MIAMI - Ron DeSantis’s presidential campaign raised a formidable $8.2 million in its first 24 hours, a spokeswoman said, a show of force as the Florida governor offered some of his most direct attacks yet on his chief rival for the GOP nomination, Donald Trump.
The figure includes online donations as well as money raised by about 100 donors who converged on the Four Seasons in Miami starting Wednesday evening - as DeSantis launched his campaign in a live Twitter discussion that quickly went haywire. Despite the rocky start, donors said the mood was upbeat on Thursday as they worked to bolster one of DeSantis’s advantages heading into 2024: Money.
The first-day fundraising haul is a welcome boost for candidate looking to close a significant polling gap with Trump, the current leader in public surveys of the GOP race. Trump’s campaign said it raised more than $9.5 million in the first quarter after launching, and about $14.5 million in the first three months of this year. The campaign of another 2024 contender, Sen. Tim Scott (R-S.C.), recently said it raised $2 million in the first 24 hours.
“It is really going well. I am surprised,” said Bob Grand, one of the donors who spent Thursday in Miami calling and texting his contacts for contributions to DeSantis. “I have been making calls and texts most of the day, and everyone I have called has said ‘I just want an alternative to Trump.’” He added, “I would have assumed that there would have been people who told me they were for Trump.”
A spokeswoman for DeSantis did not immediately say how much of the $8.2 million broke down between online donations and the fundraising event in Miami. One attendee at the donor event with knowledge of the effort said at about 5 p.m. that the group in Miami had raised more than $4 million for the primary as well as the general election, but emphasized they were still going.
A pro-DeSantis super PAC has separately raised tens of millions and is expected to seek to redeploy the more than $80 million left over from DeSantis reelection campaign last year. Campaign contributions, unlike super PAC donations, are capped.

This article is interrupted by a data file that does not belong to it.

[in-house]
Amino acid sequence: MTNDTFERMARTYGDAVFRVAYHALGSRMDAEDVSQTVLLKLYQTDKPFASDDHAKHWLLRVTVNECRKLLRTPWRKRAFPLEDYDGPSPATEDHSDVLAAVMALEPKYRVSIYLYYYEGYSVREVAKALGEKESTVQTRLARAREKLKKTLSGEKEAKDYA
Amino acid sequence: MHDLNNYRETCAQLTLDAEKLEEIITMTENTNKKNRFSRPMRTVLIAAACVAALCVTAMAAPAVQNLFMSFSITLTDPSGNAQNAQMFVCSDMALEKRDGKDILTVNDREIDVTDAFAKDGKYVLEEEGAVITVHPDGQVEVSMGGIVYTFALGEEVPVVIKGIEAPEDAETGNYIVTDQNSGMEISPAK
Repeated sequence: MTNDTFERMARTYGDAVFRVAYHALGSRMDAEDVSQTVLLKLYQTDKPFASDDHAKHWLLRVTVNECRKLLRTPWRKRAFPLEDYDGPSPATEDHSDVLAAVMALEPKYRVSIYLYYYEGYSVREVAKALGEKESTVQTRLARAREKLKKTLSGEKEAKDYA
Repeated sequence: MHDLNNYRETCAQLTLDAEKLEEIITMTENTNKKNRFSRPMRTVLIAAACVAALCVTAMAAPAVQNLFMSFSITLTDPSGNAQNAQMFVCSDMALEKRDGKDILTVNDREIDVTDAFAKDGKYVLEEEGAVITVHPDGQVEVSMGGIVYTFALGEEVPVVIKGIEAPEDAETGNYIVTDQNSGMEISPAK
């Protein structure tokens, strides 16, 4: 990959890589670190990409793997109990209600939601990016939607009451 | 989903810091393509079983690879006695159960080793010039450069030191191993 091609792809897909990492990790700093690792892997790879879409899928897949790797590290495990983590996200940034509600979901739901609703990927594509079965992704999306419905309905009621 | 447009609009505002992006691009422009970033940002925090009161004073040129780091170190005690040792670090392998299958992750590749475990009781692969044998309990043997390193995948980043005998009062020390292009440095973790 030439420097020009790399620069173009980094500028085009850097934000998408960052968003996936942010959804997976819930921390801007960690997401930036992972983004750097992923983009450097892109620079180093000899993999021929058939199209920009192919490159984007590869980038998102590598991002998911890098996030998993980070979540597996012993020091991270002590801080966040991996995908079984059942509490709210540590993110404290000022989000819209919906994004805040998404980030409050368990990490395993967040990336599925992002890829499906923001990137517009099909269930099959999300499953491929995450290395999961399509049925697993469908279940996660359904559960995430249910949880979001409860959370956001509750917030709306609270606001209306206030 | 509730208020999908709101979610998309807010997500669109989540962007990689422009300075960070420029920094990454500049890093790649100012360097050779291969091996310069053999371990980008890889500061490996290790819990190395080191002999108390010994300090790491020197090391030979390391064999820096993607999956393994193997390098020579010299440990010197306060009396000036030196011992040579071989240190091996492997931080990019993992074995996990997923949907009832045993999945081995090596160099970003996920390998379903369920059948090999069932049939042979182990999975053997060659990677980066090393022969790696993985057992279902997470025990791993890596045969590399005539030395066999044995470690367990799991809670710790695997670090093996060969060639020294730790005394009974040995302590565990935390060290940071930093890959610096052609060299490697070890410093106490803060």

The fundraising blitz played out as DeSantis showed a new willingness to hit back at Trump in a slew of interviews following his launch, following months of veiled jabs.
“Well, obviously he’s attacking me from the left,” the Republican governor told a Tennessee radio station during one of several interviews on Thursday.
Trump, meanwhile, continued to ridicule DeSantis’s glitchy campaign launch. “I don’t know that you can recover from that,” he told reporters on Thursday as he played golf at his course in Northern Virginia. A a spokesman for the pro-Trump super PAC MAGA Inc., Alex Pfeiffer, said in a statement that “DeSantis was still not able to raise enough money to make up for his botched campaign launch.”
DeSantis has told supporters he expects to ramp up his jabs at Trump but meet the former president’s relentless and often personal attacks with more select rebuttals focused on policy - rather than “get in the gutter” with Trump, as one donor put it while recounting a conversation with DeSantis.
The governor’s advisers have long argued a belief that roughly a third of GOP voters cannot be wrested away from Trump, but that DeSantis can win the lion’s share of the remaining voters - and they made that case again Thursday in a briefing for donors, according to two attendees who spoke on the condition of anonymity to describe the private event.
DeSantis spent some of Thursday at the Four Seasons and also did numerous interviews. Speaking with conservative host Glenn Beck, DeSantis briefly praised Trump’s handling of the economy, before saying Trump undid much of that work by listening to the White House’s top medical adviser Anthony S. Fauci - who also served as head of the National Institute of Allergy and Infectious Diseases - at the start of the pandemic.